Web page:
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Young, Oran R.

 

Oran Young is the author or co-author of over twenty books and numerous scholarly articles. Dr. Young is a professor in the Bren School of Environmental Science and Management at the University of California at Santa Barbara. He is also an adjunct professor of Political Science at the University of Tromsø in Norway. Dr. Young served for six years as the founding chair of the Committee on the Human Dimensions of Global Change of the National Academy of Sciences in the United States and is now chair of the Scientific Steering Committee of the international project on the Institutional Dimensions of Global Environmental Change (IDGEC) under the auspices of the International Human Dimensions Program on Global Environmental Change. In addition, he served for six years as vice-president of the International Arctic Science Committee, and is currently a leader in the development of a decentralized University of the Arctic. Dr. Young's scientific work encompasses both basic research focusing on collective choice and social institutions, and applied research dealing with issues pertaining to international environmental governance and to the Arctic as an international region. Among his recent books are "The Institutional Dimensions of Environmental Change," "Governance in World Affairs," "Creating Regimes: Arctic Accords and International Governance," "International Governance: Protecting the Environment in a Stateless Society," and" International Cooperation: Building Regimes for Natural Resources and the Environment." In 1968, he was the Professor of Environmental Studies and Director of the Institute of Arctic Studies at Dartmouth College.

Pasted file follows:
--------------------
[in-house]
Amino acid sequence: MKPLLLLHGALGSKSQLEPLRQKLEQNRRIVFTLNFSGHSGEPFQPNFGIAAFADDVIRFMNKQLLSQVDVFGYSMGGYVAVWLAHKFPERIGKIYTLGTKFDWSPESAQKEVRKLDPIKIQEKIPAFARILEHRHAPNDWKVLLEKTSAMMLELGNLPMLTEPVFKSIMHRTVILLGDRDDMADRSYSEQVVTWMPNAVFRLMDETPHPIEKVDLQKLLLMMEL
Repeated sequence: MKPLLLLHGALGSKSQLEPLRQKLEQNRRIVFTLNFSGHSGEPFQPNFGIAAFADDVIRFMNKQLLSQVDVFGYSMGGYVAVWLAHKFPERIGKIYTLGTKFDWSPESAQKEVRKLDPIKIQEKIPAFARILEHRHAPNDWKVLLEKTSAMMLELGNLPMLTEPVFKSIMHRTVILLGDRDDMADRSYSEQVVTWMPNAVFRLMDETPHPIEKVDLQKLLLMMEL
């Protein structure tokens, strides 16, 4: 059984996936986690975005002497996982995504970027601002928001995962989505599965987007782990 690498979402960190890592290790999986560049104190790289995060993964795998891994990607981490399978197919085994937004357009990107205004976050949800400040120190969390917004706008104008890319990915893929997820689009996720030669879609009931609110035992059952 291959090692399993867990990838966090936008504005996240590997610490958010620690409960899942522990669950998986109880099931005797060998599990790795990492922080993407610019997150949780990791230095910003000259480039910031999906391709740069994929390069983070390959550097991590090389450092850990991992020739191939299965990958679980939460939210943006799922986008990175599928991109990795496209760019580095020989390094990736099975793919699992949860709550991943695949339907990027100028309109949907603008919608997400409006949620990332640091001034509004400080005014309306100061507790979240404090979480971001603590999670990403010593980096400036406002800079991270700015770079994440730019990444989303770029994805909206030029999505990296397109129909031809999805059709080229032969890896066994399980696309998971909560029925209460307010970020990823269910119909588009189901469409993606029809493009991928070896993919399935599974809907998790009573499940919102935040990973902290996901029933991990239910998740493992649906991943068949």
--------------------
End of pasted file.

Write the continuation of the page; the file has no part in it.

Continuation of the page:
Found in 1 Collection or Record:

Oran Young papers

Stefansson Mss-267
 Collection
Identifier: Mss-267
Overview Oran R. Young, professor of environmental studies. Consist of papers related to his involvement with the Institute for Arctic Studies at Dartmouth College, and his research and involvement with the Committee on the Human Dimensions of Global Change, IPEC (Center for the Study of Institutions, Population and Environmental Change) and ARCUS (Arctic Research Consortium of the United States).